Mike Adams

Dear Director of Diversity:

I am writing today to apologize for recent derogatory statements I have made about the Office of Campus Diversity, and about the diversity movement in general. For example, I was very critical of the previous chancellor for his refusal to respond to my request to promote books that criticize the gay rights movement on the Office of Campus Diversity website. I thought it would promote diversity if we posted them next to all the references to books that support the gay rights movement from a religious perspective.

Recently, I also noticed that the university's Women's Center website provides a link to a gay website that is loaded with religious writings and advertisements for gay churches. One of the writings is called "Christ on a Rainbow." It is located just below another called "Love that is binding: The musings of a deep throated Pollyanna." One of the advertisements for a local gay church reads, "Whatever you believe, we embrace you!" All this, despite the center's refusal to provide a link to a crisis pregnancy center because it is, in the director's words, "overtly religious."

I must confess that for a long time, I considered your office, the Women's Center, and the diversity task force to be dominated by mendacious hypocrites. But now, I realize that this has all been a big misunderstanding. When the administration began to promote diversity, I thought that this included ideas predicated upon the existence of moral absolutes. That is why, for example, I thought that the campus diversity movement would be willing to work with groups who espouse the view that abortion is murder and that murder is simply objectively wrong.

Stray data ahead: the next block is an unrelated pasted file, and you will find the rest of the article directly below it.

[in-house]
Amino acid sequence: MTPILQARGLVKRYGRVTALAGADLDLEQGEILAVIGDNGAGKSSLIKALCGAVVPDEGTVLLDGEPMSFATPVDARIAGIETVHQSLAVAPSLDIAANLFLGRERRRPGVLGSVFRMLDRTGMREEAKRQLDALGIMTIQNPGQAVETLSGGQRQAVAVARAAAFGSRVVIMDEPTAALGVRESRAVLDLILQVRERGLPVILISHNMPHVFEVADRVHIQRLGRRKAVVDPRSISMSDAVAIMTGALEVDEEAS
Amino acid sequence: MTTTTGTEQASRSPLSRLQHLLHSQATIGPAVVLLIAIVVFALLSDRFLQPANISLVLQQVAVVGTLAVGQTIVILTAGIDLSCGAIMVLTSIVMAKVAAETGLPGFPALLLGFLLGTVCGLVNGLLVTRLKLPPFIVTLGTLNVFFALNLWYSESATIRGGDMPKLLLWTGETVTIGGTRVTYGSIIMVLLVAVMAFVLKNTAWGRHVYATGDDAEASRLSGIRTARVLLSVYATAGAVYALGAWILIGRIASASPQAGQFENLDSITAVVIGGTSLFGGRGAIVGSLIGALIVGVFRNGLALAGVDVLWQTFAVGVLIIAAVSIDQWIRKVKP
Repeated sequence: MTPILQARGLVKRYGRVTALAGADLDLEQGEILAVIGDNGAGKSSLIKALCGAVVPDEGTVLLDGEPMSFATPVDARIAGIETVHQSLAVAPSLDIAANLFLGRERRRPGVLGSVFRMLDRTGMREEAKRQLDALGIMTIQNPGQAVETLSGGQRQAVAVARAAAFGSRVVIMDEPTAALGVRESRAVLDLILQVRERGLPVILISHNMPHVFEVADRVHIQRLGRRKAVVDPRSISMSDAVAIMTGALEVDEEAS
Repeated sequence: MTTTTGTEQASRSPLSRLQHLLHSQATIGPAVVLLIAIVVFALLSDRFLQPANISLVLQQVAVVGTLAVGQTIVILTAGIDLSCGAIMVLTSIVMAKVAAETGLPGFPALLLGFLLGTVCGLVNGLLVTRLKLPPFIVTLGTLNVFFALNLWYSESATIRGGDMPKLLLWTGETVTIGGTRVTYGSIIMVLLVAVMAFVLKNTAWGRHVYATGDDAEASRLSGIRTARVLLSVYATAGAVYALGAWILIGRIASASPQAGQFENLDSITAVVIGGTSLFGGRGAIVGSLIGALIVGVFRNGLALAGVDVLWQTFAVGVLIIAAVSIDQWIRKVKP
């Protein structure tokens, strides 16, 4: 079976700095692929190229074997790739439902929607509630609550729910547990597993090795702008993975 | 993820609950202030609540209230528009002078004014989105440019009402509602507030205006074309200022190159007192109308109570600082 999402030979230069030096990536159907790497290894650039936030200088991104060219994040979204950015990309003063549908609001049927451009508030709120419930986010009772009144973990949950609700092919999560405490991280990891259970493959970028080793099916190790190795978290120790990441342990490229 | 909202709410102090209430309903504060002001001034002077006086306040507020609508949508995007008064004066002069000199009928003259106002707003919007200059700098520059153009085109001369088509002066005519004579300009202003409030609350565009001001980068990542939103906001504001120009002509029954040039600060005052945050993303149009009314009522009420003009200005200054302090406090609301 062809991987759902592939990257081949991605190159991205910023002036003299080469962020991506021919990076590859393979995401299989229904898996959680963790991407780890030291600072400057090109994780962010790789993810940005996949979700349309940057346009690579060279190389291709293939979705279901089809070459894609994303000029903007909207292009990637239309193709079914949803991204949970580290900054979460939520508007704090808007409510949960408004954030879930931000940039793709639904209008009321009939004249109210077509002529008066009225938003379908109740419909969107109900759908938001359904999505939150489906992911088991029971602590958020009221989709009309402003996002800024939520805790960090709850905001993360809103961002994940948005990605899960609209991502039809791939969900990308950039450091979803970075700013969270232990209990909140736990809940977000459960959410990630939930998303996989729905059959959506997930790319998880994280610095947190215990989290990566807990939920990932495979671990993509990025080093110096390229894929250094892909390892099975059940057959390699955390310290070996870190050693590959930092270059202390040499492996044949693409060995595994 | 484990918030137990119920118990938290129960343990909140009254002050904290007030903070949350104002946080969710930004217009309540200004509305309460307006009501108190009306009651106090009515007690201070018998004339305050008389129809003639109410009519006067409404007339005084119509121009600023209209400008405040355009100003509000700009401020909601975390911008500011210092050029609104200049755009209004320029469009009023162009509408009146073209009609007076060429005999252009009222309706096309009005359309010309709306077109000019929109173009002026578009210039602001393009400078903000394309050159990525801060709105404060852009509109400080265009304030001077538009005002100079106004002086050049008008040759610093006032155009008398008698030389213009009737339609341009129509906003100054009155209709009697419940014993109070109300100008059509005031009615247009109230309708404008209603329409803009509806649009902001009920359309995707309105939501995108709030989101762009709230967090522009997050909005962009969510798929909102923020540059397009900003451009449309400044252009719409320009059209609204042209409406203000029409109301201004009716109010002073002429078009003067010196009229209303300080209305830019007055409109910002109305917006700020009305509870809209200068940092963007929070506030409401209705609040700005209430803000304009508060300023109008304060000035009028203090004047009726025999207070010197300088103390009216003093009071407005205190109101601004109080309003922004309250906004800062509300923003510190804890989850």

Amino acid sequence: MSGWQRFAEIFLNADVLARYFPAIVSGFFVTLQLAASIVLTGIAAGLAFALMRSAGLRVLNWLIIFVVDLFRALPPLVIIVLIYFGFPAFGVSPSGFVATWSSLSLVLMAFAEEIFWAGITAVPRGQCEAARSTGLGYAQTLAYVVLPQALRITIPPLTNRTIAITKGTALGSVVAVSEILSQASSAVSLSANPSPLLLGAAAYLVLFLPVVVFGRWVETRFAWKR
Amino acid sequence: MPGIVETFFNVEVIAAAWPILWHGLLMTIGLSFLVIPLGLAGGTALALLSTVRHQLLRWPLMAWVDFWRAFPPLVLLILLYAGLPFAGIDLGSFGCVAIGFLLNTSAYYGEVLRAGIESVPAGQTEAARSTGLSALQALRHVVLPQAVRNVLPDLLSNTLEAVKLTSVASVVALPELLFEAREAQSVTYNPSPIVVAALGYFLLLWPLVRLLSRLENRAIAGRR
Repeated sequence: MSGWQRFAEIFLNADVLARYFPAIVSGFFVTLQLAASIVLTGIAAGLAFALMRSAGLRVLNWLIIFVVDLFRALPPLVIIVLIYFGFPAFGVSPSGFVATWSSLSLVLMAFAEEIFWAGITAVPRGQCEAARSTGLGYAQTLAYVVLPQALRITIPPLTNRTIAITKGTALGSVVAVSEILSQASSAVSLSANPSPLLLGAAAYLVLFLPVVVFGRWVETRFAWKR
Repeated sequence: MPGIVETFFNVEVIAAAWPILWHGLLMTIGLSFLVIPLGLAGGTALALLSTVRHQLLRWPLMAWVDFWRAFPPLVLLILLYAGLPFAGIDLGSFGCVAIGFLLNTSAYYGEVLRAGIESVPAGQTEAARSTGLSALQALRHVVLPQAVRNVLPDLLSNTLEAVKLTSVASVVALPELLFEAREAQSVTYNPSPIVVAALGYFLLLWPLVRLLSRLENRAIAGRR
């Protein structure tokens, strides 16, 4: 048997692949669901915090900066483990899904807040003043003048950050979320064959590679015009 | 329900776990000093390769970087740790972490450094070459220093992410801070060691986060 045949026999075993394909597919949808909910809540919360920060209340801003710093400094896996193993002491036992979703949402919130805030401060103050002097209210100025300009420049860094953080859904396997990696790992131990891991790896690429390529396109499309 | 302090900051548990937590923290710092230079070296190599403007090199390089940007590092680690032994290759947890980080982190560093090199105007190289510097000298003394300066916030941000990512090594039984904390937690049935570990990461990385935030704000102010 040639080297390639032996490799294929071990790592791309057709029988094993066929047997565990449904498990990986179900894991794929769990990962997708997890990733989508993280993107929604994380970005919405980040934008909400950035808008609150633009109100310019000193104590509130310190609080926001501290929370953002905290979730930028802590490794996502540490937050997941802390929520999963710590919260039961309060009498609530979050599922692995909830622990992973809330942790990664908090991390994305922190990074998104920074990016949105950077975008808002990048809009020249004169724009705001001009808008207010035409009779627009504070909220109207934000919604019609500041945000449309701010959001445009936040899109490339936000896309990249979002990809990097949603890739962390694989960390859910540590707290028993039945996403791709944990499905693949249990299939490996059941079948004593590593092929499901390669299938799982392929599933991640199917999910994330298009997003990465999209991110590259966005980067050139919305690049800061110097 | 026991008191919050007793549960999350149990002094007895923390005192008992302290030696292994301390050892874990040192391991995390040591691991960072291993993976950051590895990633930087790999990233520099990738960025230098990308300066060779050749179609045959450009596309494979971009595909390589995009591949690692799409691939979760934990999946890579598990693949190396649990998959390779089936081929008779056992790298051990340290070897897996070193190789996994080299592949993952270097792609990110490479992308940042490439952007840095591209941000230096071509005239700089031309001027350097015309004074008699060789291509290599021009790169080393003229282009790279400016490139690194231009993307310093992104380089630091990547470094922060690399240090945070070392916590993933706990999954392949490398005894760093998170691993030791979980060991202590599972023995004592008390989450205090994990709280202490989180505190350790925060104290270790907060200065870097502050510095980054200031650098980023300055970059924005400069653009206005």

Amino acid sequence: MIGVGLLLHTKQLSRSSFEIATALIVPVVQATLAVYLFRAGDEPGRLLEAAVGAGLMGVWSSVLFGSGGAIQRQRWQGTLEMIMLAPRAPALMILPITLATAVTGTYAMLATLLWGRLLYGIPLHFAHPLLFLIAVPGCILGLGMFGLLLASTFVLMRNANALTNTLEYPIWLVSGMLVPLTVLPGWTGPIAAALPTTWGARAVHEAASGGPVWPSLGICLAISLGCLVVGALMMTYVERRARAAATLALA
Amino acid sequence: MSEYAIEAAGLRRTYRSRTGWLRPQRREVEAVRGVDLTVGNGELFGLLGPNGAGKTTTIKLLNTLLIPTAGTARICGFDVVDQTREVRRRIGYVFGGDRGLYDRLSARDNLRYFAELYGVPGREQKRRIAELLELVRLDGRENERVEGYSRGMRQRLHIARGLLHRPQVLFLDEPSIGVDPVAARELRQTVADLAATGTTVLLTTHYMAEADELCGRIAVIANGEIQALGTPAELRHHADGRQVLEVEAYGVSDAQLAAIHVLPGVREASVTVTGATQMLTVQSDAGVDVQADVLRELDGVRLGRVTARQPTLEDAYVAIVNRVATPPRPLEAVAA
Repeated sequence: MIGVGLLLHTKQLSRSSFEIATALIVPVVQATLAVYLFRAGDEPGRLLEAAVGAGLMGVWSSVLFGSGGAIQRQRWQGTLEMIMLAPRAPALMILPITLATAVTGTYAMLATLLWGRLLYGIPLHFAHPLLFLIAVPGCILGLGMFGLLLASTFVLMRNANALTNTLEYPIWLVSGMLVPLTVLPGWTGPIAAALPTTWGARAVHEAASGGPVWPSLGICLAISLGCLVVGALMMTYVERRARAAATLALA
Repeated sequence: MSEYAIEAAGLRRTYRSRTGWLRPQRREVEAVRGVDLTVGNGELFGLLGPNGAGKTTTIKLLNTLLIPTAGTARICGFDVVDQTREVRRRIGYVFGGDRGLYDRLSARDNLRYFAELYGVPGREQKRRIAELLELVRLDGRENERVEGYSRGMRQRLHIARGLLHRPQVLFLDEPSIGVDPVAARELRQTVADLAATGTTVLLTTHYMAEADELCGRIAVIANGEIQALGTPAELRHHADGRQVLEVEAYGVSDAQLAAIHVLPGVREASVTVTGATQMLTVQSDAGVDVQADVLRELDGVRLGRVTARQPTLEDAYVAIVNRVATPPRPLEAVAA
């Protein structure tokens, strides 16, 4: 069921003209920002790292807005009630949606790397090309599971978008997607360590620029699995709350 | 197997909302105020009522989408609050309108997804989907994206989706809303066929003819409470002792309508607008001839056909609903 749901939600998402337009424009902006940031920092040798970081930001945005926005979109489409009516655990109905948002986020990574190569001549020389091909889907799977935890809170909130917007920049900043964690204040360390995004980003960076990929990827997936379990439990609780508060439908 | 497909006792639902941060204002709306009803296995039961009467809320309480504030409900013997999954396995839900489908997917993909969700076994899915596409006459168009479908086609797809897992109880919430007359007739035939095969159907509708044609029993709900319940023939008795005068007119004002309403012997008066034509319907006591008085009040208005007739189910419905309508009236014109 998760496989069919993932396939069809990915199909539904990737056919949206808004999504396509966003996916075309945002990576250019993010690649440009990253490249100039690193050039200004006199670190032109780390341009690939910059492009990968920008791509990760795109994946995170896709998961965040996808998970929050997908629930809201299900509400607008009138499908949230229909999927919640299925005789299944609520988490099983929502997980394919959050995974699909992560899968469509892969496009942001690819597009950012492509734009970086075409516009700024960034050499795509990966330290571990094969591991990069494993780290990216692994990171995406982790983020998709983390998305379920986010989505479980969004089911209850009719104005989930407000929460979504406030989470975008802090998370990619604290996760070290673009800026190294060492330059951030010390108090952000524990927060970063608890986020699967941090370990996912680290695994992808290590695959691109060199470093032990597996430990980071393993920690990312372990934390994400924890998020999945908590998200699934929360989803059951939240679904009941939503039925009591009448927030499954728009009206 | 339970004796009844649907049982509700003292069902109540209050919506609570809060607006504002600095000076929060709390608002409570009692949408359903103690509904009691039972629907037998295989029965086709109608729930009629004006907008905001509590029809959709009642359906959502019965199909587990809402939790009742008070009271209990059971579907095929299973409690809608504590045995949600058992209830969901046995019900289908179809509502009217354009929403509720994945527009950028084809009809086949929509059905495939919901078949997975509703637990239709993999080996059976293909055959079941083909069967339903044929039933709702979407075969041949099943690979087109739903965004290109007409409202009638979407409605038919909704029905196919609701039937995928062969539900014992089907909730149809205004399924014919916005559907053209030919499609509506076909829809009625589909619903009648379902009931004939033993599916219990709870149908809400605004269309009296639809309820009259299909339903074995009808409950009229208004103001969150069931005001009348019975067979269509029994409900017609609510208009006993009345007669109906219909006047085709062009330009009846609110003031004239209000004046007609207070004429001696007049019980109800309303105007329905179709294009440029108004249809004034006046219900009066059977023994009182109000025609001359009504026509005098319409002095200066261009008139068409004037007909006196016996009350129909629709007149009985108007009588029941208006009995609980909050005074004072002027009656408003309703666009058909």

I now realize that this movement really seeks to promote moral relativism. In fact, all of the speakers, organizations, programs, and readings your office promotes are geared towards abolishing the notion of absolute truth and any accompanying form of moral judgment.

While I accept full responsibility for the misunderstanding, I think it would be wise to consider renaming your office. Perhaps you could call it "The Office of Moral Relativism" and call yourself the "Director of Relativism." You may also want to ask the "Diversity Task Force" to change its name to the "Relativism Task Force."

Now that I have finally come to a better understanding of your mission, I plan to make some more realistic recommendations to the new Office of Moral Relativism. In fact, I'd like to start with one today.

Mike Adams

Mike Adams is a criminology professor at the University of North Carolina Wilmington and author of Letters to a Young Progressive: How To Avoid Wasting Your Life Protesting Things You Don't Understand.